Satellite images can be used to derive time series of vegetation indices, such as normalized difference vegetation index (NDVI) or enhanced vegetation index (EVI), at global scale. Unfortunately, recording artifacts, clouds, and other atmospheric contaminants impacts a significant portion of the produced images, requiring the usage of ad-hoc techniques to reconstruct the time series in the affected regions. In literature, several methods have been proposed to fill the gaps present in the images, and some works also presented performance comparisons between them (Roerink et al., 2000; Moreno-Martínez et al., 2020; Siabi et al., 2022). Because of the lack of a ground truth for the reconstructed images, the performance evaluation requires the creation of datasets where artificial gaps are introduced in a reference image, such that metrics like the root mean square error (RMSE) can be computed comparing the reconstructed images with the reference one. Different approaches have been used to create the reference images and the artificial gaps, but in most cases, the artificial gaps are introduced using arbitrary patterns and/or the reference image is produced artificially and not using real satellite images (e.g. Kandasamy et al., 2013; Liu et al., 2017; Julien &amp; Sobrino, 2018). In addition, to the best of our knowledge, few of them are openly available and directly accessible allowing for fully reproducible research. We provide here a benchmark dataset for time series reconstruction method based on the<strong> harmonized Landsat Sentinel-2 (HLS) </strong>collection where the artificial gaps are introduced with a realistic spatio-temporal distribution. In particular, we selected six tiles that we considered representative for most of the main climate classes (e.g. equatorial, arid, warm temperature, boreal and polar), as depicted in the preview. Specifically, following the <strong>relative tiling system</strong> shown above, we downloaded the Red, NIR and F-mask bands from both the HLSL30 and HLSS30 collections for the tiles 19FCV, 22LEH, 32QPK, 31UFS, 45WFV and 49MWM. From the Red and NIR band we derived the NDVI as: \(NDVI = {NIR - Red \over NIR + Red}\) only for clear-sky on lend pixels (F-mask bits 1, 3, 4 and 5 equal zero), setting as not a number the remaining pixels. The images are then aggregated on a 16 days base, averaging the available values for each pixel in each temporal range. The so obtained data, are considered from us as the reference data for the benchmarking, and stored following the file naming convention <em>HLS.T&lt;TILE_NAME&gt;.&lt;YYYYDDD&gt;.v2.0.NDVI.tif</em> where <em>TILE_NAME</em> is one between the above specified ones, <em>YYYY</em> is the corresponding year (spanning from 2015 to 2022) and <em>DDD</em> is the day of the year from which the corresponding 16 days range starts. Finally, for each tile, we have a time series composed of <strong>184</strong> images (23 images for 8 years) that can be easily manipulated, for example using the <strong>Scikit-Map library</strong> in Python. Starting from those data, for each image we considered the mask of currently present gaps, we randomly rotated it by 90, 180 or 270 degrees and we added artificial gaps in the pixels of the rotated mask. Doing so, we believe that the spatio-temporal distribution will be still realistic, providing a solid benchmark for gap-filling methods that work on time series, on spatial pattern or combination of the both. The data including the artificial gaps are stored with the naming structure <em>HLS.T&lt;TILE_NAME&gt;.&lt;YYYYDDD&gt;.v2.0.NDVI_art_gaps.tif</em> following the previously mentioned convention. The performance metrics, such as RMSE or normalized RMSE (NRMSE), can be computed by applying a reconstruction method on the images with artificial gaps, and then comparing the reconstructed time series with the reference one only on the artificially created gaps locations. This dataset was used to compare the performance of some gap-filling methods and we provide a <strong>Jupyter notebook</strong> that shows how to access and use the data. The files are provided in GeoTIFF format and projected in the coordinate reference system WGS 84 / UTM zone 19N (EPSG:32619). If you succeed to produce higher accuracy or develop a new algorithm for gap filling, please contact authors or post on our GitHub repository. May the force be with you! References: Julien, Y., &amp; Sobrino, J. A. (2018). TISSBERT: A benchmark for the validation and comparison of NDVI time series reconstruction methods. Revista de Teledetección, (51), 19-31. https://doi.org/10.4995/raet.2018.9749 Kandasamy, S., Baret, F., Verger, A., Neveux, P., &amp; Weiss, M. (2013). A comparison of methods for smoothing and gap filling time series of remote sensing observations–application to MODIS LAI products. Biogeosciences, 10(6), 4055-4071. https://doi.org/10.5194/bg-10-4055-2013 Liu, R., Shang, R., Liu, Y., &amp; Lu, X. (2017). Global evaluation of gap-filling approaches for seasonal NDVI with considering vegetation growth trajectory, protection of key point, noise resistance and curve stability. Remote Sensing of Environment, 189, 164-179. https://doi.org/10.1016/j.rse.2016.11.023 Moreno-Martínez, Á., Izquierdo-Verdiguier, E., Maneta, M. P., Camps-Valls, G., Robinson, N., Muñoz-Marí, J., ... &amp; Running, S. W. (2020). Multispectral high resolution sensor fusion for smoothing and gap-filling in the cloud. Remote Sensing of Environment, 247, 111901. https://doi.org/10.1016/j.rse.2020.111901 Roerink, G. J., Menenti, M., &amp; Verhoef, W. (2000). Reconstructing cloudfree NDVI composites using Fourier analysis of time series. International Journal of Remote Sensing, 21(9), 1911-1917. https://doi.org/10.1080/014311600209814 Siabi, N., Sanaeinejad, S. H., &amp; Ghahraman, B. (2022). Effective method for filling gaps in time series of environmental remote sensing data: An example on evapotranspiration and land surface temperature images. Computers and Electronics in Agriculture, 193, 106619. https://doi.org/10.1016/j.compag.2021.106619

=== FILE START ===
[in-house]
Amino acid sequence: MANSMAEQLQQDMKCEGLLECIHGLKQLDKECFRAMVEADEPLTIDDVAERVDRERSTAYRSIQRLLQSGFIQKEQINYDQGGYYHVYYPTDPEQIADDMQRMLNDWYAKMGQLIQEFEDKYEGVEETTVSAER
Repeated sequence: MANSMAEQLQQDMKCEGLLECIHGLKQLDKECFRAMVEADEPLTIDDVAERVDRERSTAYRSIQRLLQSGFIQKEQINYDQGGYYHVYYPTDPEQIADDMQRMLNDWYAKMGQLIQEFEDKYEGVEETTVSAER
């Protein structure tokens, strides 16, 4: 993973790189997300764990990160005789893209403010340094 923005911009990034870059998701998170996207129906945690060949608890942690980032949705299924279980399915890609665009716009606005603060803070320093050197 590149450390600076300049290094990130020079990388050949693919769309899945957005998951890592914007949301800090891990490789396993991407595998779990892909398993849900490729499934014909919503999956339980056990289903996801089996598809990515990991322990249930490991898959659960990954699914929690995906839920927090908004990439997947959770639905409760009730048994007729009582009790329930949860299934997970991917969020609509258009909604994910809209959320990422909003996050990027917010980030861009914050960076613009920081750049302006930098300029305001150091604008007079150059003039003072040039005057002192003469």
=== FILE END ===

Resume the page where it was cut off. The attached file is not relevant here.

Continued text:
Date made available6 Jul 2023


  • Open Data
  • Time series reconstruction
  • Harmonized Landsat Sentinel-2
  • HLS
  • Benchmarking
  • NDVI